It was a letter from February 26, 1884
, and at the beginning of second paragraph, there it was, a proof of typewritten life. It indeed looked different that standalone “r” followed by a full stop, and it was a confirmation that those few documents we started with actually portrayed a typewriter that once existed. I could finally go to sleep.
Even better? This document is in public domain, and I can put it in my book.
I really want to do that. Not just because this is a very nice looking ligature (the standalone full stop needed to be huge so the force of a key press wouldn’t puncture the paper… but this here could remain small and typographically correct).
Not even just because this was fun, like reaching back in time and shaking someone’s hand in appreciation (I love those moments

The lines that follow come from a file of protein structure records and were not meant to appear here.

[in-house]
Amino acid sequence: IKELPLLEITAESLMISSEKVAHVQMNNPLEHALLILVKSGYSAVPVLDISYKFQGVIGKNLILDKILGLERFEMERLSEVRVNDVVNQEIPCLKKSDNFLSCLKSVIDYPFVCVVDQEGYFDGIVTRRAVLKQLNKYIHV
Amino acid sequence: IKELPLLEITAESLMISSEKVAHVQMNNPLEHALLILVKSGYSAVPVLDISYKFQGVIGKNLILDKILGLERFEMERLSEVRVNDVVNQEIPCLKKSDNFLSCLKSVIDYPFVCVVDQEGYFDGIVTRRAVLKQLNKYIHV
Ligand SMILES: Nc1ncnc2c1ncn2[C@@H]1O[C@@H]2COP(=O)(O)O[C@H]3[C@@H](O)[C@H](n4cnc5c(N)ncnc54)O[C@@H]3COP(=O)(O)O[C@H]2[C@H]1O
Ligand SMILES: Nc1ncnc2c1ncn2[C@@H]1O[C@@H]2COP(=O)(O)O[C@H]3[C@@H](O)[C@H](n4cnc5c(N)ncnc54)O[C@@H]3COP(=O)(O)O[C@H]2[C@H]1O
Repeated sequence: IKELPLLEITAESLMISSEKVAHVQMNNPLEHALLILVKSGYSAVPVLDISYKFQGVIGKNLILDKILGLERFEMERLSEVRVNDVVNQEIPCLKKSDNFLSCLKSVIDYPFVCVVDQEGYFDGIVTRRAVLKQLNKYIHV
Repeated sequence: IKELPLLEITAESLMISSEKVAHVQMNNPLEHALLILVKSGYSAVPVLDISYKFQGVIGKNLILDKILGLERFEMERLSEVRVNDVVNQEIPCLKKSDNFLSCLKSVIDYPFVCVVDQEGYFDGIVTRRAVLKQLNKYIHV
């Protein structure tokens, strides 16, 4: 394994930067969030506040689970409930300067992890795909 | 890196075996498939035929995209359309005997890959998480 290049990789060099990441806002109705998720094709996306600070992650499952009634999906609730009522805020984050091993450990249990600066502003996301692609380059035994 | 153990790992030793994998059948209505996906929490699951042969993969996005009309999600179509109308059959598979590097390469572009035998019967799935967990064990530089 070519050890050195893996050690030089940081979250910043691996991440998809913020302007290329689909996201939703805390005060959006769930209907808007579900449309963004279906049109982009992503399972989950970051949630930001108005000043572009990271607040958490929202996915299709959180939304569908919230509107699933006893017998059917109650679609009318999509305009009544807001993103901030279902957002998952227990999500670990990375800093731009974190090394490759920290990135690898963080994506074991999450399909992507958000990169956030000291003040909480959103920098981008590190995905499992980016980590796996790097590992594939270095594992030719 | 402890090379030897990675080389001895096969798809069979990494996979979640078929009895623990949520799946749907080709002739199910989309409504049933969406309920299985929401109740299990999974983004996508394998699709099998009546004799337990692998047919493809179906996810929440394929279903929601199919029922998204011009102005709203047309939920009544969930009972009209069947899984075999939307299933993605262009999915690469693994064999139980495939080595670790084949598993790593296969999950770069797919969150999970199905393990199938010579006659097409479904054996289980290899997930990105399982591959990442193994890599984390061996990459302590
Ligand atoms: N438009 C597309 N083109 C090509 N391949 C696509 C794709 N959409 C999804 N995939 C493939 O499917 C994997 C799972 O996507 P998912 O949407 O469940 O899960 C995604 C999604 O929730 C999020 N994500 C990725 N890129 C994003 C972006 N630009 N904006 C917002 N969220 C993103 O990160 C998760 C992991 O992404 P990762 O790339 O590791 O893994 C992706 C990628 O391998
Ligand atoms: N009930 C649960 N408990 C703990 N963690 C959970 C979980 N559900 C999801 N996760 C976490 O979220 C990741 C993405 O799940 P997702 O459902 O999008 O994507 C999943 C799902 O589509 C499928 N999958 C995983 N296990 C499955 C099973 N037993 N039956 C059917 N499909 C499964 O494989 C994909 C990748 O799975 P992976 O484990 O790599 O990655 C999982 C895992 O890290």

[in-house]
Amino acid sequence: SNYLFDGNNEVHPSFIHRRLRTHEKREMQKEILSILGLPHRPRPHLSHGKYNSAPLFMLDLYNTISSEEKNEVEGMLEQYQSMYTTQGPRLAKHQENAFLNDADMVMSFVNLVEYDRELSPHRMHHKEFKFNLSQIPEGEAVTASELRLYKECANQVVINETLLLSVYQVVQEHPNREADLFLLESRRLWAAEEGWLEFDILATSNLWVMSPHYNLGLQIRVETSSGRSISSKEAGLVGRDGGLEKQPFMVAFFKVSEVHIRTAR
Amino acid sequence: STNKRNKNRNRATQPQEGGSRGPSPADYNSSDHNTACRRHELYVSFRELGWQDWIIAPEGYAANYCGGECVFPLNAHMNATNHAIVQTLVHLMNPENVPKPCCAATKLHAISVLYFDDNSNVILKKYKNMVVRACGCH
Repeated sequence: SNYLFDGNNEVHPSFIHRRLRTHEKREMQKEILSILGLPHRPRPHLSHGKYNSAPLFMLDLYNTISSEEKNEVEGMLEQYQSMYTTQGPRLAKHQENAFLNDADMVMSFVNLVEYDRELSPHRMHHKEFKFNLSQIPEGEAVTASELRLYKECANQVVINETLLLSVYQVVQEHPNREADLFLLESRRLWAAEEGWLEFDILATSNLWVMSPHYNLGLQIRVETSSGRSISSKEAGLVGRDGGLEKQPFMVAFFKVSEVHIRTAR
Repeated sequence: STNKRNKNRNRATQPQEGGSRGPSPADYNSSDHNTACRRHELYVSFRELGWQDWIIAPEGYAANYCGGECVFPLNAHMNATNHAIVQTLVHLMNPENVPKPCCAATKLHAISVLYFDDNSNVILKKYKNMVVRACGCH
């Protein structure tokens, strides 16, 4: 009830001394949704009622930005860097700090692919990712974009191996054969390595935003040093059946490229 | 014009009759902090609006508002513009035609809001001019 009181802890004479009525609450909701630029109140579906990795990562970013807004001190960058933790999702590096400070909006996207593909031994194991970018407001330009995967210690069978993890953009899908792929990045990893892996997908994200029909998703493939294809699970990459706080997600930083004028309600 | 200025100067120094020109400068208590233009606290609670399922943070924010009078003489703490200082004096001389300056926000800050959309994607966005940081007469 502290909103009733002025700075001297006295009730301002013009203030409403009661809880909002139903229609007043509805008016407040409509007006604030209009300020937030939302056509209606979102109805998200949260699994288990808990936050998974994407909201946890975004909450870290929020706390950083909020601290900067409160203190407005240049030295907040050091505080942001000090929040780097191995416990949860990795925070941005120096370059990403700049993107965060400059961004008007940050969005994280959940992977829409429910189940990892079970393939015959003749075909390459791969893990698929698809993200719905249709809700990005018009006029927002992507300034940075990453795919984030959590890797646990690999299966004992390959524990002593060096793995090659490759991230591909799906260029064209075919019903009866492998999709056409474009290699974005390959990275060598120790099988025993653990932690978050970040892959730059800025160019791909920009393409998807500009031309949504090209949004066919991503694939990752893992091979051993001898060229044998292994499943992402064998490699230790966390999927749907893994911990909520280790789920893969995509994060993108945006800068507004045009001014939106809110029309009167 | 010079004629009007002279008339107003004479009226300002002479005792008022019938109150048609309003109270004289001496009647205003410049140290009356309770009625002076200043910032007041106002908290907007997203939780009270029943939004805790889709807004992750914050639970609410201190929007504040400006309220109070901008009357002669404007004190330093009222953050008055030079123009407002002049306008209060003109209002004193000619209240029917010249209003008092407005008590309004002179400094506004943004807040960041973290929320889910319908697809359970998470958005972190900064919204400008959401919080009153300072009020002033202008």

). Not even because it proved me wrong – it turned out a key to becoming a good historian is to use both books and
the internet in creative ways.
But also because this would otherwise be one more forgotten keyboard. The key ultimately was a frivolity, and it disappeared already in mid-1880s, replaced by more practical symbols: %, £, #. And yet, it’s nice to know that even the creators of typewriters fought for better typography, and just like with every creative process, there were some dead ends, blind alleys, and different ideas early on. It’s nice to know that already in 1880s, someone was thinking about keyboard shortcuts.
I know there’s at least one person out there who has the Remington Perfected I saw on eBay. But I don’t know if even they understand the importance of that key. Perhaps to save a keyboard, you need to tell its story: shine a light on one forgotten keyboard from 1880s, and nod towards another one, exactly a century later, in a building that taught me to care more about history.